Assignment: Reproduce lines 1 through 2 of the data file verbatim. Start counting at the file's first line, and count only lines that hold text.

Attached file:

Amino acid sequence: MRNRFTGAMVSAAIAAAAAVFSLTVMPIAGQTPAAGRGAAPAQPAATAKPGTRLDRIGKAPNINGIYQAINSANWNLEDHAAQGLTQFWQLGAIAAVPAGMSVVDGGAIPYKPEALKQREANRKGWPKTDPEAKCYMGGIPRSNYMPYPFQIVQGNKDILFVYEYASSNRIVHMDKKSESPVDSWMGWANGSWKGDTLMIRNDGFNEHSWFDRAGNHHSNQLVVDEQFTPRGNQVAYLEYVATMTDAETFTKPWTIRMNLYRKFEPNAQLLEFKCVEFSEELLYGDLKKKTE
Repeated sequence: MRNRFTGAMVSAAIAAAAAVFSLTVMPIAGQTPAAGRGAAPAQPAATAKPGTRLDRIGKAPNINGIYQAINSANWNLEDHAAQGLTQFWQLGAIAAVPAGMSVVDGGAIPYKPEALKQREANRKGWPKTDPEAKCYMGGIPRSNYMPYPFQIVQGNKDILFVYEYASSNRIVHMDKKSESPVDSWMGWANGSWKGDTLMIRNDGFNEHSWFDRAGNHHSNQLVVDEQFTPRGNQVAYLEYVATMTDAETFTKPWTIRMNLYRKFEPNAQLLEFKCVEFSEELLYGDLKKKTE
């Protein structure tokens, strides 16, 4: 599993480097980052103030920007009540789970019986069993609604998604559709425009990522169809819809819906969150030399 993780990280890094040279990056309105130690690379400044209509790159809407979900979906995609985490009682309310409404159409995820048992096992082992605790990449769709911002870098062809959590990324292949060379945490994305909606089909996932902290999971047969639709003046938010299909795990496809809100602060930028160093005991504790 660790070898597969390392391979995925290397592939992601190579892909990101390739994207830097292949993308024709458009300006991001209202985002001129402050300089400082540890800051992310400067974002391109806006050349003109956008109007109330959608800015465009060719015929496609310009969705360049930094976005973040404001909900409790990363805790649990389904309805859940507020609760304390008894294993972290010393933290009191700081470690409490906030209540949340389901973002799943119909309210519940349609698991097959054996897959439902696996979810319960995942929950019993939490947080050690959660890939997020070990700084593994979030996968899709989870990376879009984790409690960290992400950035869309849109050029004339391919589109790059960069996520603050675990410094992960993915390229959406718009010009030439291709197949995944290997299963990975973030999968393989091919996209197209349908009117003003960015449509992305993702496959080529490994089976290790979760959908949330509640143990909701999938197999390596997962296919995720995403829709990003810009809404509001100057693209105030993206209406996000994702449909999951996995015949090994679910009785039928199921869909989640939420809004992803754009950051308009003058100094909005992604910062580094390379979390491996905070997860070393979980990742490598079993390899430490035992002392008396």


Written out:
Amino acid sequence: MRNRFTGAMVSAAIAAAAAVFSLTVMPIAGQTPAAGRGAAPAQPAATAKPGTRLDRIGKAPNINGIYQAINSANWNLEDHAAQGLTQFWQLGAIAAVPAGMSVVDGGAIPYKPEALKQREANRKGWPKTDPEAKCYMGGIPRSNYMPYPFQIVQGNKDILFVYEYASSNRIVHMDKKSESPVDSWMGWANGSWKGDTLMIRNDGFNEHSWFDRAGNHHSNQLVVDEQFTPRGNQVAYLEYVATMTDAETFTKPWTIRMNLYRKFEPNAQLLEFKCVEFSEELLYGDLKKKTE
Repeated sequence: MRNRFTGAMVSAAIAAAAAVFSLTVMPIAGQTPAAGRGAAPAQPAATAKPGTRLDRIGKAPNINGIYQAINSANWNLEDHAAQGLTQFWQLGAIAAVPAGMSVVDGGAIPYKPEALKQREANRKGWPKTDPEAKCYMGGIPRSNYMPYPFQIVQGNKDILFVYEYASSNRIVHMDKKSESPVDSWMGWANGSWKGDTLMIRNDGFNEHSWFDRAGNHHSNQLVVDEQFTPRGNQVAYLEYVATMTDAETFTKPWTIRMNLYRKFEPNAQLLEFKCVEFSEELLYGDLKKKTE